Of the weekend’s line up, I was able to see The Utah Dance Hispanic Alliance on Friday evening. UDHA presents the best folk dances from across Latin America. By having a professional company, they aim to “elevate the quality of Hispanic Folk Dances in Utah.” (www.uhda.org) The piece that stood out was a dance in a red full-body suede costume and jingle-bells attached to the dancer’s shins, producing the ching-ching sound reminiscent of most folk and  native dances. In 2004 I had the opportunity to join Jessica Salazar, Artistic Director of UDHA, and her company for a day in the studio. My observations for that day were for research that resulted in the paper Reaffirming Corpo-Identity:The Contemporary Moving Self Through a Traditional Perspective. The paper examined the role that folk or historic dances play in establishing our sense of self  as dancers. In reflecting on this experience, I couldn’t help but reevaluate what makes certain dances “traditional”?

The Salt Lake City Arts council presents this festival with the intention to celebrate “authentic and traditional folk and ethnic arts.By preserving the cultural traditions in their community, Living Traditions artists make a great contribution to our sense of place and our shared understanding through cultural expressions.” (www.livingtraditionsfestival.com)

So what are living “traditions”? I question the local pre-conceptions of what traditional dances are. While I respect, value and really enjoy the dances presented during the Living Traditions festival, the program fails to include broader living dance traditions, at least in the local dance community. Do the dances created locally by…say, Charlotte Christensen, Sam Hanson, Adam Sklute, Derryl Yeager and Movement Forum hold a position in our sense of place? Do they exist beyond our “traditions” imagination and are currently only mapped or dismissed as contemporary enjoyment/exploration?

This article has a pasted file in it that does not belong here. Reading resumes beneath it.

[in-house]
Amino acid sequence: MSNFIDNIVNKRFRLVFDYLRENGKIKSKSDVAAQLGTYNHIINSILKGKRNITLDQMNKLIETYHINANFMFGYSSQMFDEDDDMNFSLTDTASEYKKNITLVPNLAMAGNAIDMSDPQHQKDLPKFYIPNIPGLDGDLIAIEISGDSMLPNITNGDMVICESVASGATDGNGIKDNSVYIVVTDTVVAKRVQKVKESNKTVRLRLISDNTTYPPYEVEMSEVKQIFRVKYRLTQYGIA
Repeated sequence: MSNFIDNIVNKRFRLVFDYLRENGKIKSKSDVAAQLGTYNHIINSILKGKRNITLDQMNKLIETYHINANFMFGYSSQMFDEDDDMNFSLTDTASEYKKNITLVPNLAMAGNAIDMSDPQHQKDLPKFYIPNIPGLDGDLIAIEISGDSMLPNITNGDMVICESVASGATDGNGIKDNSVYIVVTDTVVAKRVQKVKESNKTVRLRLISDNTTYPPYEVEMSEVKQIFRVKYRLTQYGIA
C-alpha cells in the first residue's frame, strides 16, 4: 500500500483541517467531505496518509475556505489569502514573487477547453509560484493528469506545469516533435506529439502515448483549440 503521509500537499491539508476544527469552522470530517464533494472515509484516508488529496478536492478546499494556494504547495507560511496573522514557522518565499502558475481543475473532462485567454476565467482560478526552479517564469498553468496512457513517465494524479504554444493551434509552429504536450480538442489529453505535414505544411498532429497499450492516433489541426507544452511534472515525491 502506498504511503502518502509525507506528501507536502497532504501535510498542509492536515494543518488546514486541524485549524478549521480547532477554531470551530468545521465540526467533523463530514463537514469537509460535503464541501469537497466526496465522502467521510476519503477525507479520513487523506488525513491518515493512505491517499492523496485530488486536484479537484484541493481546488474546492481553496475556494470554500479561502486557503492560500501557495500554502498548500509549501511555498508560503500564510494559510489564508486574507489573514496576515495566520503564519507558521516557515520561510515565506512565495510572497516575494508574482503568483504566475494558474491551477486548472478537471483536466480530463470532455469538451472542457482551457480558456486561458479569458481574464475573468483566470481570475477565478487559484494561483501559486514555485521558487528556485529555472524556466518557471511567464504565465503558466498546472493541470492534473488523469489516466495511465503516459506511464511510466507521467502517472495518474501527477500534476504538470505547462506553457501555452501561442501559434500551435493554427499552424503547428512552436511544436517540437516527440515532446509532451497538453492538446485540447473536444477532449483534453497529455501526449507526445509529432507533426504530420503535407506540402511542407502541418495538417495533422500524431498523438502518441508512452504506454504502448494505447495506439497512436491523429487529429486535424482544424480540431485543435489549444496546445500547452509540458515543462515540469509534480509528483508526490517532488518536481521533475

Understanding how local organizations define the terms “traditions,” “authentic” and “ethnic”  is important for dance because such knowledge helps us choose between methods of how dance organizations and companies are chosen for such events. This knowledge, when drawn from a diverse dance collective, informs us of the unlikely universality of dance and the ways in which we choose to express our local histories and traditions differently.

Juan Aldape is a choreographer about town. You can read more about his projects at juanmaldape.posterous.com